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A Kiss or An Ambush

I’m not sure when I started feeling sorry for Judas.

Surely not as a child, when we’d boo and hiss at his betrayal in the colorful Bible storybooks. He hurt sweet Jesus, who always smiled and healed sick people. Judas was definitely the bad guy.

Not in high school, when my personal relationship with Jesus entailed memorizing bible verses, confessing my sins, and listing my concerns about other people’s sins. I would have been able to help Jesus see where Judas was headed.

In college, at the height of my legalism and perfectionism, I felt impatient about Judas. I didn’t want to discuss free will, God’s sovereignty, or any nuances. He was a selfish double agent, going after wealth and his own version of justice. It was unfortunate he hung himself, but it made sense.

During that time I did a seven-week intensive study program in Greece, Israel, Egypt, and Italy on the archeology, history, topography, geography, and artistry of the Bible. Even though we sang sweet worship songs on the island of Patmos, shores of Galilee, and Mount of Olives, I primarily used the trip to arm myself with more damning knowledge about the authority of God and the bible.

The last week of the program I encountered the Bacio di Giuda (Kiss of Judas) by Ignazio Jacometti in Rome. The way Judas pulls Jesus toward him for a kiss. It was unsettling.


Bacio di Giuda (Kiss of Judas) by Ignazio Jacometti

I knew it was about me, but I didn’t know how.

I marched on toward adulthood, pulling Jesus toward me to hear my plans and opinions, backed up by proof texts, and the confidence of a black and white thinker. I was often lonely and anxious.

Somehow I captured the heart of a generous, loving man who forgave well and often. His freedom and grace was confusing and appealing. When he made a poor choice and confessed it to me, I didn’t forgive well. I brought up the offense many times. My lack of grace hurt his soul.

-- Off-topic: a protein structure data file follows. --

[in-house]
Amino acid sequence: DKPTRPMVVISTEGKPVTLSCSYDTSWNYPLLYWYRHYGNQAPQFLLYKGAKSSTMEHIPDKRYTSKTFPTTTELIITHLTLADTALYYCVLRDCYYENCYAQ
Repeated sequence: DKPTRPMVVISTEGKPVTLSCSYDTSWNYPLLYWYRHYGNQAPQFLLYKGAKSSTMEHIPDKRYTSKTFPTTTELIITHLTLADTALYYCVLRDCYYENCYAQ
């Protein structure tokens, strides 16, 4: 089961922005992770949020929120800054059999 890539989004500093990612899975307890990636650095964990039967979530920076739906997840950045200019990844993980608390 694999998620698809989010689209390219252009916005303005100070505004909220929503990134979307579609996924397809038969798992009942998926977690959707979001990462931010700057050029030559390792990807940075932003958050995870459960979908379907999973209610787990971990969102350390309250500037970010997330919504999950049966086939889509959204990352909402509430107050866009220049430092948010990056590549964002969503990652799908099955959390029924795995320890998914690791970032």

I had so many rules about how life should go and how people should act. I would approach Jesus and pull his face toward mine, like an intimate friend. But my goals were different from his. My plans were fueled by exhausted judgment, and liberally sprinkled with the rewarding perks a true believer surely earned. I knew I was bad at loving, but I couldn’t figure out why. I wondered when/if I’d get divorced, and if I did have kids, what I would do if/when they went to jail or came out. I told Jesus how I’d like him to handle that.

In that darkness I received the severe mercy of therapy. I went to counseling for nine years. I faced my deepest pain and confessed my darkest secrets. I unknotted nature-nurture questions in my past and general worldview. I had more healed places than broken places, but I had to acknowledge there was evil in my heart. Who put that there? I was very angry with God. I marched up to him and pulled his face toward mine. Jesus knew it was an ambush. He didn’t flinch. It was unsettling.

I dragged him to trial in the courtroom of my mind and demanded he explain the rules behind his loosey-goosey love. I read him long lists of the ways he offended me and let me down. Jesus didn’t defend himself. He waited.